Tuesday, April 24, 2012

On Kicker Reform

The proposed ballot measure to essentially repeal the corporate kicker has been getting lots of attention.  In essence, any time the states revenues exceed the forecast by 2% or more both personal income and corporate revenues in excess of this 2% threshold (of the forecast - including the 2% buffer) are returned to taxpayers.  The ballot measure would take the corporate tax excess and return it to the general fund for K-12 education funding (though the wording on this is unclear - would it be tied to K-12 and even if so, you could just reduce the other money going to K-12 so that as far as I can tell this just increases the general fund).

I have been a strong proponent of kicker reform but my purpose in so doing is to try promote a plan that provides fiscal stability through the creation of a permanent rainy-day fund.  This ballot measure does no such thing but only increases general fund revenues during flush times.  I not only do not see the point I think passage of this measure would harm future efforts to do wholesale kicker reform and a permanent and substantial rainy day fund.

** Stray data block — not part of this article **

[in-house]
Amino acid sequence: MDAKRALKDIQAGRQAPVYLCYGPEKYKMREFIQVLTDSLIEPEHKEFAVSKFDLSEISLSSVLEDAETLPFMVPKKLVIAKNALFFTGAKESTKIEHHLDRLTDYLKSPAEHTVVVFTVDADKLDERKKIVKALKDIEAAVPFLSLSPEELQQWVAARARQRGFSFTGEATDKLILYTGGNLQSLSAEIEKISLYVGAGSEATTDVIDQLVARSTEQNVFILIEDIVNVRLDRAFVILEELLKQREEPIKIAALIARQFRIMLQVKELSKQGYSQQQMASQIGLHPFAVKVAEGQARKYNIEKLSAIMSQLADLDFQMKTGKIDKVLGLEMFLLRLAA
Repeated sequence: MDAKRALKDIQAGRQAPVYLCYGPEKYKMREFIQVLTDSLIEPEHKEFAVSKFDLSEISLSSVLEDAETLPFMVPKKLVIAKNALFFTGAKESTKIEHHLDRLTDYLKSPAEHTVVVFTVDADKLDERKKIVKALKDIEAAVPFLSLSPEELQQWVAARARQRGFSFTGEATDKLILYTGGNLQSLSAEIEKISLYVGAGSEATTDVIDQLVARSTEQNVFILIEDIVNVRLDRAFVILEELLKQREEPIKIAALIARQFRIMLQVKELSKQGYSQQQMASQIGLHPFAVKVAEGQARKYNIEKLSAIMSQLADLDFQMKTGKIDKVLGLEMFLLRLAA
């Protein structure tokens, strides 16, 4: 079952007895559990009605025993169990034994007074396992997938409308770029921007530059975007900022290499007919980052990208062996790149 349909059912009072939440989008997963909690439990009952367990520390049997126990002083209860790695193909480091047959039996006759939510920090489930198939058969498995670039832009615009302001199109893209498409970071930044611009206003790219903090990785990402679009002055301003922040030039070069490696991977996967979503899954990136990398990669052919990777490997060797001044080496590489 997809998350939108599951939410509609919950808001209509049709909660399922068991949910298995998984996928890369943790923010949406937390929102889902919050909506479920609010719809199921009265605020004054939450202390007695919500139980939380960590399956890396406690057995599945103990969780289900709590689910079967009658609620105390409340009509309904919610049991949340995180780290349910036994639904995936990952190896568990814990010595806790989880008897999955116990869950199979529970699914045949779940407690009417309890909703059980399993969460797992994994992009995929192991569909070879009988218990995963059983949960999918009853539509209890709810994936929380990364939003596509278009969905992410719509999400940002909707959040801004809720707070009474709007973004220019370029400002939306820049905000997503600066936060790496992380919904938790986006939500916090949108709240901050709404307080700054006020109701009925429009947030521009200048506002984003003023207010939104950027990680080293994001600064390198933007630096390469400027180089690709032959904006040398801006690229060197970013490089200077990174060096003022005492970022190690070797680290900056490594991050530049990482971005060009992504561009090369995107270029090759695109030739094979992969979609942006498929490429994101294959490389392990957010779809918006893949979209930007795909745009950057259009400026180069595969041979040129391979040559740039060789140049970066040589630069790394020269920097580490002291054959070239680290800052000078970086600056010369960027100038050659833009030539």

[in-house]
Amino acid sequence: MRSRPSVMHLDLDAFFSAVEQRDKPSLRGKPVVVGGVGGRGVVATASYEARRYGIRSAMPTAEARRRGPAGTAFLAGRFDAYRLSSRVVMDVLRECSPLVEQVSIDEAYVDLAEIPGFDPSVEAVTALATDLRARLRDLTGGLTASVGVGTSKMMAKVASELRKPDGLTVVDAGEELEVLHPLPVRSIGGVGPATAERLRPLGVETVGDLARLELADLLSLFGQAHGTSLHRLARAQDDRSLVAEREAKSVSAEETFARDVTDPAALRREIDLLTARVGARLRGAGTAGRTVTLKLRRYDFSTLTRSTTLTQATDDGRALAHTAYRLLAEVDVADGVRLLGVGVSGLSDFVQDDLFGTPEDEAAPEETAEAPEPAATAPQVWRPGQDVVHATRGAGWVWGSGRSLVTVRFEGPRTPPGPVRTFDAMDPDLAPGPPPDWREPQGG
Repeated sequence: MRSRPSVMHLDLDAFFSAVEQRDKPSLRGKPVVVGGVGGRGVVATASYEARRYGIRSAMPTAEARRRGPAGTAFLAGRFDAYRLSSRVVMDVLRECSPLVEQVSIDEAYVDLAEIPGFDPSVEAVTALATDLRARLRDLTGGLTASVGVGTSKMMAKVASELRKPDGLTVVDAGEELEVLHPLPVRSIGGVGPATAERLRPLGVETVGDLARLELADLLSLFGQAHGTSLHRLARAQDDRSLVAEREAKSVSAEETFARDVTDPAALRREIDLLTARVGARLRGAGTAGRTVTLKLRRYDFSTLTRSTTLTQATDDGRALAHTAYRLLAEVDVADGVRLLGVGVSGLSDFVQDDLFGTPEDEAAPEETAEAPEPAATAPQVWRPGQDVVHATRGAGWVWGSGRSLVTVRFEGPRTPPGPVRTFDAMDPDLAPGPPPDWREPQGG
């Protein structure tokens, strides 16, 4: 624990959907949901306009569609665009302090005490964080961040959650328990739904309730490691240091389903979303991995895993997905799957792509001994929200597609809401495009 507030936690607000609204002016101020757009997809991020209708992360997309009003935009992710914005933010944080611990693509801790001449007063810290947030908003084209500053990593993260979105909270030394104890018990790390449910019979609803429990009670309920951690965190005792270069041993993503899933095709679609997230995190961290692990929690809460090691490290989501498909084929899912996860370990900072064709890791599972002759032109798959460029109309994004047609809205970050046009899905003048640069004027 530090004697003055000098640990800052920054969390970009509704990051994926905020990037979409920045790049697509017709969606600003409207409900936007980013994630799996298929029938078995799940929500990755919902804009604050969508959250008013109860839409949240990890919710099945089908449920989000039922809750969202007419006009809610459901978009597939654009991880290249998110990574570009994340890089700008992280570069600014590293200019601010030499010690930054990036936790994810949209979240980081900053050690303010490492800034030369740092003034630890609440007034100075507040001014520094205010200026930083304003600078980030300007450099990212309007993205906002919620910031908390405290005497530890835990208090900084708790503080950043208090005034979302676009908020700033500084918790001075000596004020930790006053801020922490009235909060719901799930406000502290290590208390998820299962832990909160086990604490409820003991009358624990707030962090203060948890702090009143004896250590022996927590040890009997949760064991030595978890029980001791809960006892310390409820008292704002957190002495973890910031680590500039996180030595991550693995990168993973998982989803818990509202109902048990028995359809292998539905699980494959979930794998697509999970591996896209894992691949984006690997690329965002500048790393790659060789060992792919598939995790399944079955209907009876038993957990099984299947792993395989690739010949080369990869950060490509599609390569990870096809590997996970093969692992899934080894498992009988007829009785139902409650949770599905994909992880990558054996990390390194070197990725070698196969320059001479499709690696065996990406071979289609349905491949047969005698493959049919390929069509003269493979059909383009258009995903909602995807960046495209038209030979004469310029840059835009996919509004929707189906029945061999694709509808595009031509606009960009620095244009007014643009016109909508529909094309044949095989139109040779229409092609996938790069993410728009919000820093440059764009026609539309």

But then perhaps I am naive, after all I would have thought that we would have had kicker reform and a permanent rainy day fund by now.  The topic of conversation at all the kids soccer games, baseball games, band recitals, etc. is how deeply upset this latest round of cuts has made folks, why politicians cannot find the political will to try and do something about it is beyond me.  We can't fix the immediate problem but we can do a lot to ensure it doesn't happen again.  We are talking about something that doesn't raise tax rates (but does cancel a tax refund) and provides stability in state services that reduces a huge amount of waste.  If you can't sell the thing now, when?

Update: correction above - thanks Josh...

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